IVP - Addenda & Errata - History Archives

July 20, 2011

The Wisdom of Tradition

Recently I was browsing through the 8th and latest (50th Anniversary) edition of Mountaineering: The Freedom of the Hills. It is the mountain climber’s Bible. I learned the rudiments of mountaineering from the second edition of Freedom in the late 1960s, and it’s safe to wager that most serious mountaineers in North America have sharpened their crampons on some edition of Freedom. It is the signature publication of the publishing arm of The Mountaineers, a venerable Seattle institution. For several years I was a member of The Mountaineers and was involved in their climbing program. So as I looked through the front matter of the latest edition of Freedom, I recognized many of the names of its editors. I’d climbed with or been instructed by some of them.

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Posted by Dan Reid at 11:32 AM

September 24, 2010

And Does It Matter Who Wrote It?

(Continuing our story of an intemperate letter)

So the writer of the letter, James Graham Jr, was actually a contemporary of Pearl’s, not a “long-term adversary” (so Spurling, p. 211), and by the time he wrote this letter in 1933 he had known her all his life. Family tradition has it that Sophie Graham, the wife of James Graham Sr, had even homeschooled Pearl Sydenstricker and the Graham children in the early days when both families were in Tsingkiangpu (Chingkiang). And later in the mountain retreat of Kuling (Lushan), where many missionaries and other Westerners migrated to escape the summer heat of the lowlands, the Graham’s and Sydenstricker’s summer cottages (both homes regularly occupied by two generations of missionaries and grandchildren) were next door to each other.

It takes no stretch of the imagination to surmise that these were close communities of missionaries, and little passed unseen between those families, at least during their summer hiatus. As another source has it, “You see, Kuliang [sic] is a little summer community, and everybody knows everybody else’s business. It is impossible to do anything without it being talked about” (Edward Bliss Jr., Beyond the Stone Arches, p. 104). Of course, by the same token, these missionaries—whatever their differences and tensions—would quite naturally defend one another against criticism from without or betrayal from within. And by 1933, Pearl Buck had clearly betrayed and offended many within that community.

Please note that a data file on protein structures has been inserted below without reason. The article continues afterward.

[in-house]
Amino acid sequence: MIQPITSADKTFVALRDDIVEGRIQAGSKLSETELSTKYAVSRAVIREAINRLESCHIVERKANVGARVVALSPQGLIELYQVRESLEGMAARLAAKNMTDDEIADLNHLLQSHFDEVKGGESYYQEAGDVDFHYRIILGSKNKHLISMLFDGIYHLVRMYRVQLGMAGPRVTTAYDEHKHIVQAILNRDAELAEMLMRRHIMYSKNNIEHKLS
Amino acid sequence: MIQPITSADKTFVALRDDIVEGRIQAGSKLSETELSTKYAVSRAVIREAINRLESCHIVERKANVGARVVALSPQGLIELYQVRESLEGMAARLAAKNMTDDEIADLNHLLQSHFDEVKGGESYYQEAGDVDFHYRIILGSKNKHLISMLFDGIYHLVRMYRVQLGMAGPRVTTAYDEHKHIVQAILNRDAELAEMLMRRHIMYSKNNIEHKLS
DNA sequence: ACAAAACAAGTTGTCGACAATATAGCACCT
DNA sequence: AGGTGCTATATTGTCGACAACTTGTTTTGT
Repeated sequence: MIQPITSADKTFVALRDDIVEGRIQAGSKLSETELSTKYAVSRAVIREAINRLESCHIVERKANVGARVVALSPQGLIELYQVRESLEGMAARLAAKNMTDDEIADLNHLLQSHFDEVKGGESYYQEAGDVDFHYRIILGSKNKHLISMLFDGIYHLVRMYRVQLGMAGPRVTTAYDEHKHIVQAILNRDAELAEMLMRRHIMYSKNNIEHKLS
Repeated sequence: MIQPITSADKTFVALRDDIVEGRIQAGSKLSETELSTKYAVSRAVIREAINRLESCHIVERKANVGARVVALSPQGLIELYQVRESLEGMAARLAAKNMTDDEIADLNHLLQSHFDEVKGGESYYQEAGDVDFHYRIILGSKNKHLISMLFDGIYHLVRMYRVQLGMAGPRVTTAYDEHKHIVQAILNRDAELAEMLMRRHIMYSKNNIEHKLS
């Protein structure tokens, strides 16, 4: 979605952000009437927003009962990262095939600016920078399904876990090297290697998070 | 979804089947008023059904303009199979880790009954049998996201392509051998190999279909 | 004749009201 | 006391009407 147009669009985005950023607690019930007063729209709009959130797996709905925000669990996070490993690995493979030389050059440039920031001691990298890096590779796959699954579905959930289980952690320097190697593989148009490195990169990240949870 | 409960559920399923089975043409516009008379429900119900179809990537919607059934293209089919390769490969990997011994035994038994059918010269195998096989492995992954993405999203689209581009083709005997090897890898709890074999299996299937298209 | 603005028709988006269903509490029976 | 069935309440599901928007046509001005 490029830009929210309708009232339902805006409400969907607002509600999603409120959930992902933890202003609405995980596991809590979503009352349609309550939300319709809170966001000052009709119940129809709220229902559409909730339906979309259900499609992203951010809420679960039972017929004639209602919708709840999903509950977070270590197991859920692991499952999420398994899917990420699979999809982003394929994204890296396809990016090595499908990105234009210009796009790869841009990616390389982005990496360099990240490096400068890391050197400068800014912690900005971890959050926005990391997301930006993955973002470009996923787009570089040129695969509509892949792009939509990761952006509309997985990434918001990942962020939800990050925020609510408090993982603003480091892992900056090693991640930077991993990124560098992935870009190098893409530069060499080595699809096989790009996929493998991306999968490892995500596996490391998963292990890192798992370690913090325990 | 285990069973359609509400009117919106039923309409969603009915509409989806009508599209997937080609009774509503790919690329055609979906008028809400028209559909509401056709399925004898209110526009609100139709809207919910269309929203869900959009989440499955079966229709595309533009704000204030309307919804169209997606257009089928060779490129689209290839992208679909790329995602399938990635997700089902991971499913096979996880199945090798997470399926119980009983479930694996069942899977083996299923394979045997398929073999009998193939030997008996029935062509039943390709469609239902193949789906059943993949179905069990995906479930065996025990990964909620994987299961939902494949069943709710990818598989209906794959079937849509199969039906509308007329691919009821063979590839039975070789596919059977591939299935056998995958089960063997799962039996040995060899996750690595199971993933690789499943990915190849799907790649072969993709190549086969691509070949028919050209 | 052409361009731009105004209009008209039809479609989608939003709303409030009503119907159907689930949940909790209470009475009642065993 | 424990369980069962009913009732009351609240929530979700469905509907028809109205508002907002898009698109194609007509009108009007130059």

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Posted by Dan Reid at 9:19 AM | Comments (4) are closed

September 21, 2010

Who Wrote This Intemperate Letter?

History is a slippery thing. So I have told myself many times. Usually the context for this thought is early Christian history, often the New Testament era. Our sources are few—or at least far fewer than we might wish—and many a fact or context eludes us. We try to fill in the gaps by historical triangulation or by trying to discern the most probable scenario given the facts we have to go on. What was going on “when Cephas came to Antioch”? Exactly who were the judaizers? What was the setting of the Letter of James? Who was the author of Hebrews and what is the setting it addresses? If we only had [blank], we could shine more light on this or that situation.

Anyone who has spent serious time in early Christian scholarship has their own list of questions. And as we burrow into the texts, their gaps and the questions they raise, we encounter another stubborn fact. We bring our own perspectives to this work, which in turn colors our conclusions. Our decision on point A might very well affect our conclusion on point F. A mistaken judgment on point B might lead us far afield by the time we reach point G. And our judgment on point A or B might easily have been corrected if we had just had some additional information. Perhaps another ancient text. Or perhaps access to oral tradition. The fields of New Testament and early Christian studies are littered with this sort of thing. (And I guess I shouldn’t complain, since this offers job security for me—it renders untold possibilities for publishing new books!)